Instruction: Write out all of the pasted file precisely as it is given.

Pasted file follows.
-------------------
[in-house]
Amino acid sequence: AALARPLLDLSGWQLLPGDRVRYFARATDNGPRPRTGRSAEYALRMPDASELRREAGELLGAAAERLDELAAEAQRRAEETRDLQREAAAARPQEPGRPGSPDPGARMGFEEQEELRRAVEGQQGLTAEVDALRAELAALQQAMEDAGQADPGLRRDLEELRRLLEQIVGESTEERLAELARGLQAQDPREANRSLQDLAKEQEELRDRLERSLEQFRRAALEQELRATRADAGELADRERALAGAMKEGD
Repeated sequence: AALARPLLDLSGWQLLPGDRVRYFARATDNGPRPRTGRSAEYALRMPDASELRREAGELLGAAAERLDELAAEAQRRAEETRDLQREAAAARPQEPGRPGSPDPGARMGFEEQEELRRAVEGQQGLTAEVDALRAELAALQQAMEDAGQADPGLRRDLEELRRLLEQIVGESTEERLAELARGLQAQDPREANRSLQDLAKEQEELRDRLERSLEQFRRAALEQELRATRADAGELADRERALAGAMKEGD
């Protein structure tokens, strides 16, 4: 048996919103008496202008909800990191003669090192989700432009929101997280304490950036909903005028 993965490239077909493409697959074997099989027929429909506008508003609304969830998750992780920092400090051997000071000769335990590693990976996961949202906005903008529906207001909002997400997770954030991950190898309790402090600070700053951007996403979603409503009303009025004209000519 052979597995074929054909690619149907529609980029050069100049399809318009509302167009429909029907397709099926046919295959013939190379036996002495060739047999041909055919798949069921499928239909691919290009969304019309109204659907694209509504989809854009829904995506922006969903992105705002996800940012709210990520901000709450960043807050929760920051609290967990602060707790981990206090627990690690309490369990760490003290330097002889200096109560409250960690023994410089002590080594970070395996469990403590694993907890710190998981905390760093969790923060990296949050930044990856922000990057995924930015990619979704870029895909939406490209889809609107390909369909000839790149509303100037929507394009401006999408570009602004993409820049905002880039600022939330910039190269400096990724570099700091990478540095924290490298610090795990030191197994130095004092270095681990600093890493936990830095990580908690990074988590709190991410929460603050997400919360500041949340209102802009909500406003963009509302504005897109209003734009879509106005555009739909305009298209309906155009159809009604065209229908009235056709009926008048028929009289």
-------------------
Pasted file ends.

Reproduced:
[in-house]
Amino acid sequence: AALARPLLDLSGWQLLPGDRVRYFARATDNGPRPRTGRSAEYALRMPDASELRREAGELLGAAAERLDELAAEAQRRAEETRDLQREAAAARPQEPGRPGSPDPGARMGFEEQEELRRAVEGQQGLTAEVDALRAELAALQQAMEDAGQADPGLRRDLEELRRLLEQIVGESTEERLAELARGLQAQDPREANRSLQDLAKEQEELRDRLERSLEQFRRAALEQELRATRADAGELADRERALAGAMKEGD
Repeated sequence: AALARPLLDLSGWQLLPGDRVRYFARATDNGPRPRTGRSAEYALRMPDASELRREAGELLGAAAERLDELAAEAQRRAEETRDLQREAAAARPQEPGRPGSPDPGARMGFEEQEELRRAVEGQQGLTAEVDALRAELAALQQAMEDAGQADPGLRRDLEELRRLLEQIVGESTEERLAELARGLQAQDPREANRSLQDLAKEQEELRDRLERSLEQFRRAALEQELRATRADAGELADRERALAGAMKEGD
């Protein structure tokens, strides 16, 4: 048996919103008496202008909800990191003669090192989700432009929101997280304490950036909903005028 993965490239077909493409697959074997099989027929429909506008508003609304969830998750992780920092400090051997000071000769335990590693990976996961949202906005903008529906207001909002997400997770954030991950190898309790402090600070700053951007996403979603409503009303009025004209000519 052979597995074929054909690619149907529609980029050069100049399809318009509302167009429909029907397709099926046919295959013939190379036996002495060739047999041909055919798949069921499928239909691919290009969304019309109204659907694209509504989809854009829904995506922006969903992105705002996800940012709210990520901000709450960043807050929760920051609290967990602060707790981990206090627990690690309490369990760490003290330097002889200096109560409250960690023994410089002590080594970070395996469990403590694993907890710190998981905390760093969790923060990296949050930044990856922000990057995924930015990619979704870029895909939406490209889809609107390909369909000839790149509303100037929507394009401006999408570009602004993409820049905002880039600022939330910039190269400096990724570099700091990478540095924290490298610090795990030191197994130095004092270095681990600093890493936990830095990580908690990074988590709190991410929460603050997400919360500041949340209102802009909500406003963009509302504005897109209003734009879509106005555009739909305009298209309906155009159809009604065209229908009235056709009926008048028929009289």